NOTE: This article was selected as a finalist in the 2015 DC Student Arts Journalism Challenge, an annual competition designed to identify and support talented young arts writers.
Theater Comedian Dhaya Lakshminarayanan was once accidentally lodged in former president Bill Clinton’s cleavage.
“I shook his hand and then someone behind me pushed me so I kind of ended up in his man boobs — this was big Bill Clinton — and I got sort of squished in there,”
Lakshminarayanan explains. “I had to wriggle myself out.”
Her refreshing, hilarious outlook on life is clear in this tale, which she chose to share at one of the Moth’s StorySLAM events. Lakshminarayanan responded to the theme of “office” by delving into her neurotic obsession with Clinton and how she never had the chance to connect with him the three times they met. Each encounter was either too awkwardly close for comfort, too brief, or too embarrassing (and was further punctuated by the provocative bachelorette party outfit Lakshminarayanan was wearing).
The Clinton story is only a single aspect of Lakshminarayanan’s impressive résumé, which is generously dotted with storytelling emphasized by human connections, progressive standup comedy, and funny-yet-poignant explorations of the struggles of being a nerd. And yes, her two degrees from MIT and her stints in management consulting and the venture-capital world might have something to do with it as well.
One of Lakshminarayanan’s current projects, a show titled Nerd Nation (its next showing is Friday at Alameda’s Pacific Pinball Museum — an aptly geeky venue), explores the trials and tribulations of being nerdy in a country whose culture values following the Kardashians rather than Neil deGrasse Tyson. “We’re like, ‘I don’t know that dude. Does he have women on his show? Are they hot?'”
Lakshminarayanan described it as “self-imposed anti-intellectualism.”
Nerd Nation, a work in progress, examines what’s happening in nerd culture. First, by highlighting a phenomenon she calls “boobs and boys,” Lakshminarayanan explains how adolescents are bullied for being smart. “It’s really sad because girls stop being interested in math and science either for social reasons or for boy reasons or they’re getting boobs and they feel weird,” she says. “They’re like, ‘Oh, I see pictures of scientists and they look nerdy and stupid,’ and I’m like, ‘No, girl, we can have heels and wear lipstick!'”
At the same time, Lakshminarayanan has noticed how, in spite of the pervasive “anti-nerdism,” people embrace sartorial and tech aspects of nerd culture. “If you look at the Mission, everyone is wearing nerd clothes and hipster glasses,” Lakshminarayanan muses. “I’m like, ‘You don’t have the cred to be a nerd. You didn’t get bullied. You’re not studying some outdated language like German. You’re not a real nerd.'”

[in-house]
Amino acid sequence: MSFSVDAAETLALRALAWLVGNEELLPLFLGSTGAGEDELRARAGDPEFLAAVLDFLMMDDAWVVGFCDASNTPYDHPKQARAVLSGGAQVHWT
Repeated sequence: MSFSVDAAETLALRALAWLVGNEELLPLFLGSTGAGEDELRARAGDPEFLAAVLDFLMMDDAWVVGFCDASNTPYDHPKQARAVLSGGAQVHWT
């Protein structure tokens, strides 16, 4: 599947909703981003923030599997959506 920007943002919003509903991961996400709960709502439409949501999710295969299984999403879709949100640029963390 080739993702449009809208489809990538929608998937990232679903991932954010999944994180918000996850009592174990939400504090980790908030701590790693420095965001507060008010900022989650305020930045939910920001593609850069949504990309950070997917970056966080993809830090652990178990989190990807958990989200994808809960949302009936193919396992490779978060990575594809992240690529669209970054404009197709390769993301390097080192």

Tech-hipster nerds are also shaping culture — for better and worse — like never before. The words “gentrification” and “San Francisco” in the same sentence may sound like a broken record to some people, but Lakshminarayanan spices up the discussion by borrowing the mantra of “diversify your portfolio” from her former investor days. Lakshminarayanan thinks “a diverse portfolio for San Francisco keeps [it] a viable, vibrant, self-sufficient city.”
“You don’t just want tech people,” she says. “You want public policy people, nonprofit people. You want artists.” She emphasizes how important it is to avoid pitting tech nerds against artists.
“I’m kind of both,” she admits. “I’d like people to come together and support each other. Tech nerds, come and watch comedy. Come and have conversations with people of color. Artists, go perform at Twitter. See what it’s like. Make fun of them.”
When Lakshminarayanan makes fun of someone or something in her stand-up act, she avoids profanity, figuring raunchy jokes might make audience members focus on how “a petite, kind of innocent-looking girl [has] a dirty mouth.”
“I almost feel like it forces me to talk about things that are maybe a little bit cerebral or a little bit intellectual or a little bit uncomfortable that women are not supposed to talk about,” she says. “I’m getting guys in the audience to laugh about feminism and I’m getting white people to laugh about immigration.”
Lakshminarayanan has heard far too many comedians punch down at women when they throw the phrase “bitch, please” into their acts for cheap laughs. “What if you took those two words out of your act? Would you still be as strong as a comedian? I would never want someone leaving my show thinking it’s okay to hurt people actively with humor. That’s why I try, as much as possible, to draw light to something and punch up rather than down.”
The Ku Klux Klan once rallied outside of the library in Birmingham, Ala — Lakshminarayanan’s hometown — and she compared this to offensive jokes.
“Sometimes comedians want to do material for the sake of being ‘edgy,'” she says. “Freedom of speech — do it, but what are you creating in society? Are you creating understanding, togetherness, and laughter?”
As for the Klan, Lakshminarayanan wasn’t fazed. “If you make it a big deal and you act afraid of them, you give them power,” she explains. “But think about it. They’re in weird costumes, they can’t really see. I’m surprised that they’re still able to walk in a straight line. If they’re going to impose racism on others, they should at least have their body free. I mean, do some kinesthetics!”
Amy Char is a junior studying government and German at Georgetown University. Originally from San Francisco, she has written for the San Francisco Bay Guardian, one of the city’s alternative weekly newspapers. Her work has also appeared in Georgetown’s newspaper of record, The Hoya, and on WGTB Georgetown Radio’s music blog, The Rotation. She will be studying abroad at the Humboldt University of Berlin next semester.